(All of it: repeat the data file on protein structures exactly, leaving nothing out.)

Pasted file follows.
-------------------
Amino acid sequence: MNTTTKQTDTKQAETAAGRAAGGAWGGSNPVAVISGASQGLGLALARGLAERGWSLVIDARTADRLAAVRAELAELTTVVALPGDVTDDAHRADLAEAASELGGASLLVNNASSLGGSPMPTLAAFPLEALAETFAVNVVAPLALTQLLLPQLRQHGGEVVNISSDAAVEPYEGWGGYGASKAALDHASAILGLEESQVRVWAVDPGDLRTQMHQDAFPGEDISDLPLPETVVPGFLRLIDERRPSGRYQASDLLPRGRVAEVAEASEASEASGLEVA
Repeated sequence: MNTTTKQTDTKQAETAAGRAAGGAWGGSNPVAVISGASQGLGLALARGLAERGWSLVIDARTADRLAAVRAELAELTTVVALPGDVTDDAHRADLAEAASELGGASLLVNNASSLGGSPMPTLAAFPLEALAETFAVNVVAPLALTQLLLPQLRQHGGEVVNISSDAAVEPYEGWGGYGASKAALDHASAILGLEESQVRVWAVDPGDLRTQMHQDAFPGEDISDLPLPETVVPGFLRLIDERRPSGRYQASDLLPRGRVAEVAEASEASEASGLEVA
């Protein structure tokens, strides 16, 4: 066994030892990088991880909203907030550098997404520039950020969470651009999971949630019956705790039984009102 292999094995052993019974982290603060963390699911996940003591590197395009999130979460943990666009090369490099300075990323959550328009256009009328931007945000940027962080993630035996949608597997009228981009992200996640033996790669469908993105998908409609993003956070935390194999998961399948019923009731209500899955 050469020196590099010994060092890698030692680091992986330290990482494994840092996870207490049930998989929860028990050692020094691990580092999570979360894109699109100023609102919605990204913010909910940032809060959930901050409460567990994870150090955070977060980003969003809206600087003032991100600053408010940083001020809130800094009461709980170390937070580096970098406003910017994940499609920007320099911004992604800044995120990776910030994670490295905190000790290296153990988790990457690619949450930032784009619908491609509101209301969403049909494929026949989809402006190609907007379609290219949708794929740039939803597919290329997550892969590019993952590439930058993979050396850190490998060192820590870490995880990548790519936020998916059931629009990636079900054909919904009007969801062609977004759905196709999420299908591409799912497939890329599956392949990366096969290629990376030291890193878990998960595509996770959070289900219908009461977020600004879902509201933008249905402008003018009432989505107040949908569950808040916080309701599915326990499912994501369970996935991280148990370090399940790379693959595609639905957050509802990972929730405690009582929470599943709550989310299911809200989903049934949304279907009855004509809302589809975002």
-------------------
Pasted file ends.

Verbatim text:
Amino acid sequence: MNTTTKQTDTKQAETAAGRAAGGAWGGSNPVAVISGASQGLGLALARGLAERGWSLVIDARTADRLAAVRAELAELTTVVALPGDVTDDAHRADLAEAASELGGASLLVNNASSLGGSPMPTLAAFPLEALAETFAVNVVAPLALTQLLLPQLRQHGGEVVNISSDAAVEPYEGWGGYGASKAALDHASAILGLEESQVRVWAVDPGDLRTQMHQDAFPGEDISDLPLPETVVPGFLRLIDERRPSGRYQASDLLPRGRVAEVAEASEASEASGLEVA
Repeated sequence: MNTTTKQTDTKQAETAAGRAAGGAWGGSNPVAVISGASQGLGLALARGLAERGWSLVIDARTADRLAAVRAELAELTTVVALPGDVTDDAHRADLAEAASELGGASLLVNNASSLGGSPMPTLAAFPLEALAETFAVNVVAPLALTQLLLPQLRQHGGEVVNISSDAAVEPYEGWGGYGASKAALDHASAILGLEESQVRVWAVDPGDLRTQMHQDAFPGEDISDLPLPETVVPGFLRLIDERRPSGRYQASDLLPRGRVAEVAEASEASEASGLEVA
């Protein structure tokens, strides 16, 4: 066994030892990088991880909203907030550098997404520039950020969470651009999971949630019956705790039984009102 292999094995052993019974982290603060963390699911996940003591590197395009999130979460943990666009090369490099300075990323959550328009256009009328931007945000940027962080993630035996949608597997009228981009992200996640033996790669469908993105998908409609993003956070935390194999998961399948019923009731209500899955 050469020196590099010994060092890698030692680091992986330290990482494994840092996870207490049930998989929860028990050692020094691990580092999570979360894109699109100023609102919605990204913010909910940032809060959930901050409460567990994870150090955070977060980003969003809206600087003032991100600053408010940083001020809130800094009461709980170390937070580096970098406003910017994940499609920007320099911004992604800044995120990776910030994670490295905190000790290296153990988790990457690619949450930032784009619908491609509101209301969403049909494929026949989809402006190609907007379609290219949708794929740039939803597919290329997550892969590019993952590439930058993979050396850190490998060192820590870490995880990548790519936020998916059931629009990636079900054909919904009007969801062609977004759905196709999420299908591409799912497939890329599956392949990366096969290629990376030291890193878990998960595509996770959070289900219908009461977020600004879902509201933008249905402008003018009432989505107040949908569950808040916080309701599915326990499912994501369970996935991280148990370090399940790379693959595609639905957050509802990972929730405690009582929470599943709550989310299911809200989903049934949304279907009855004509809302589809975002």